Is there anything this crawler can’t cross?

I came across this video clip of the Russian Vityaz amphibious tractor, and was amazed by how well it crosses all sorts of terrain. See for yourself.

I’m used to offroading in Africa, where dust, rocks and sand are much more common than mud, snow and ice;  so this sort of capability is new to me.  If any readers have seen this thing in operation, or Western equivalents, I’d love to learn more about them.  Please let us know in Comments.



  1. No Peter there is nothing in the US inventory that even comes close to this in capability. In fact the thirty plus year old heavy divisions have for the most part been superseded by light armored(aluminum) cars. The tanks APCs and "soft skinned" transport placed in storage, sold off or scraped. The US Army of 2013 is less well armed and less capable than the "Berlin Brigade" of 1963.

  2. Much interesting. The video doesn't show it, but it appears that the traile4rs aren't simple "drag behinds" but either have their own power or PTO from the lead vehicle to drive their own track.

    I guess the DOD isn't quite smart enough to buy a couple and reverse engineer them, but I'd think there would be several private sector contracting outfits that could use the capability they offer.

  3. The USMC AAV (LVT-7 series) has similar capability without the trailer. I'd be a little concerned about the semi-submerged window that, if fractured, would sink the vehicle.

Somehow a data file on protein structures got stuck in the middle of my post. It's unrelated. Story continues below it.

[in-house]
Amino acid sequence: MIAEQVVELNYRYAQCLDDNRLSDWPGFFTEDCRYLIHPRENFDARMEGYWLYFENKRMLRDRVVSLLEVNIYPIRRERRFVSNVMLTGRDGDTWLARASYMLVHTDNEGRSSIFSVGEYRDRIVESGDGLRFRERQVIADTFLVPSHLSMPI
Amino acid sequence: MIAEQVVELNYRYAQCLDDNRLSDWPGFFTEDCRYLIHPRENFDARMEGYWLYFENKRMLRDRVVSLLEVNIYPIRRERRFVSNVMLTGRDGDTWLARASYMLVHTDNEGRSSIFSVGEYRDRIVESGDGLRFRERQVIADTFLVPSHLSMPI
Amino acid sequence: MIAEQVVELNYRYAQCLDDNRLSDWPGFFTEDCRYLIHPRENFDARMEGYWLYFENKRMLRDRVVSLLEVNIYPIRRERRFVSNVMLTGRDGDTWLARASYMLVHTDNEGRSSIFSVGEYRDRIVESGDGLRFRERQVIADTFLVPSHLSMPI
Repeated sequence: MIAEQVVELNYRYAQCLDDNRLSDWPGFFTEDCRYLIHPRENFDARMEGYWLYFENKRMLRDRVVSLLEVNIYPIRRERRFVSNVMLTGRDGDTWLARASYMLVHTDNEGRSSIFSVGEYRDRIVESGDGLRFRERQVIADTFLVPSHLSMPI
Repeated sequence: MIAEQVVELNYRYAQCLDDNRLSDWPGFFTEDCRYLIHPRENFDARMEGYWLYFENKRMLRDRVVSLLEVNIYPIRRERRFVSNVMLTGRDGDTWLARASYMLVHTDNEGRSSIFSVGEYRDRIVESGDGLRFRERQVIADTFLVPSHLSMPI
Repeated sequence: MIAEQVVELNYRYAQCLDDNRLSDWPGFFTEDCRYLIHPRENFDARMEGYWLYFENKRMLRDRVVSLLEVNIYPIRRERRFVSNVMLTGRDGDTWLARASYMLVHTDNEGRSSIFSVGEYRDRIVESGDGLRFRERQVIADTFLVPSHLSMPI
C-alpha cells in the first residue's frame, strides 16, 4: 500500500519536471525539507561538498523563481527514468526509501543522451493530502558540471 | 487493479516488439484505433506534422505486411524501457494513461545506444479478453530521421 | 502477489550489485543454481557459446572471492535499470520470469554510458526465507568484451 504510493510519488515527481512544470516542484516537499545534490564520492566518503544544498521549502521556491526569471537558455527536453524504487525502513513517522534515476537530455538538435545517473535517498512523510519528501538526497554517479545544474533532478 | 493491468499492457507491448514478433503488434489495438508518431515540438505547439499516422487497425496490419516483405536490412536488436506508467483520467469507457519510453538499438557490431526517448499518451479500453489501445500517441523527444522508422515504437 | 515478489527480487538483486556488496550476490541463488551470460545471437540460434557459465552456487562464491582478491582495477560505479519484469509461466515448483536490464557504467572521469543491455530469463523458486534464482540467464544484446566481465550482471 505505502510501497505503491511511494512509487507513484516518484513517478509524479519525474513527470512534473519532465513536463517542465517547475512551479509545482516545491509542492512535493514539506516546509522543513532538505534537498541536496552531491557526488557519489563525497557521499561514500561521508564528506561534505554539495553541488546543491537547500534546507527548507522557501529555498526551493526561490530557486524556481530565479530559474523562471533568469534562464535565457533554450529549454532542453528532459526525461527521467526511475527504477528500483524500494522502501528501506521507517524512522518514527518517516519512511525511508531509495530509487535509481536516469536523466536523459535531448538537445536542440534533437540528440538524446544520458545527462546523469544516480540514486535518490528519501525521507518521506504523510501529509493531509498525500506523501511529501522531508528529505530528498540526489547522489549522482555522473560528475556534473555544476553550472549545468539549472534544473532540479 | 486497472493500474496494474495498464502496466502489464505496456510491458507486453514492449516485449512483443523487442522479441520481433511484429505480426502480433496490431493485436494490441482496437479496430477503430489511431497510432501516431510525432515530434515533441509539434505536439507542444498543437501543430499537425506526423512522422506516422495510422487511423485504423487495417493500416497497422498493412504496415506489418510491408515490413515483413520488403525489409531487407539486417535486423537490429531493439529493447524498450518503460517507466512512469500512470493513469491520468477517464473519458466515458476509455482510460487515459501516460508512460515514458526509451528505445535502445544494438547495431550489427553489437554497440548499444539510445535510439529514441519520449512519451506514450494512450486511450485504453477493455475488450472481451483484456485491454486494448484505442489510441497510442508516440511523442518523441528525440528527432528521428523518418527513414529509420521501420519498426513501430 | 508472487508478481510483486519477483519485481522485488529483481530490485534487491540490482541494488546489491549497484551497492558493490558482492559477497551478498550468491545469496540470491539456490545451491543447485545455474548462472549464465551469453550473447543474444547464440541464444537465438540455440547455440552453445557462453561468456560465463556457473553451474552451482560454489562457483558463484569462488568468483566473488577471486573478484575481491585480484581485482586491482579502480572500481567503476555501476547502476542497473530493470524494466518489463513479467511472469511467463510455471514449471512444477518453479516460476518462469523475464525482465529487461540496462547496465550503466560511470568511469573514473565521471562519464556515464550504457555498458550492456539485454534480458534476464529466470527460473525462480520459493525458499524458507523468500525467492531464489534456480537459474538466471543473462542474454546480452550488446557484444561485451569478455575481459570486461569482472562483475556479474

The cancelled Expeditionary Fighting Vehicle program developed a bus-sized 75-ton vehicle that actually would plain in excess of 20 knots. The Marines are still pursuing a high-water speed vehicle that will serve as an APC on land, possibly with added armor kits for IED protection once ashore.


  4. As well as the Snow Cat mentioned by Old NCO, there was the Twister that Lockheed designed in the 60's and the TerraCruzer that carried a Mace missile in the 50's. Also, don't the USMC have some fairly serious hovercraft?

  5. I don't think the US has any, but the Brits, Canadians, Swedes and other Scandinavians have the BV-206.

    Uses Mercedes running gear and the rear compartment/trailer is also driven by a PTO.

    There is also a lightly armoured version.

  6. Actually the US does have something similar, though smaller. In 6th ID we had the SUSV (M-973) which is a BV-206 as referenced by Paul. It would go through whatever you like, amphibious and would go through any depth of snow as long as you could get on top of it.

  7. "Is there anything this crawler can't cross?"

    Chuck Norris, because nothing and no-one can cross Chuck Norris.

    Sorry, couldn't resist.

    Seriously, that is an impressive piece of kit. The USSR's military demanded and got the best engineers and materials 'for defence of the Rodina' and the consumer goods division got the dregs, hence the Moscowvitz sedan, a dumbed down Fiat 125, as the worker's car.


  8. It's very similar in concept to the ubiquitous Swedish Hägglunds BV-206 (now superseded by the BV-209). They have been basic equipment in the Royal Marine inventory for decades, for use in arctic and/or boggy terrain (a number of Fire departments use them too). Second-hand they are used in forestry, etc. a friend has one (they own a pub in an area regularly snowed in) – noisy, almost unstoppable and great fun to drive.

    I'm not sure whether I want one of these:

    or one of the Icelandic Toyota Hilux 'modifications' for my daily commute. I'd settle for an Alvis Stalwart though.

  9. I agree with Able. I've seen the Hägglands tractor running in snow, and as I recall, there is a drive shaft to the second unit.

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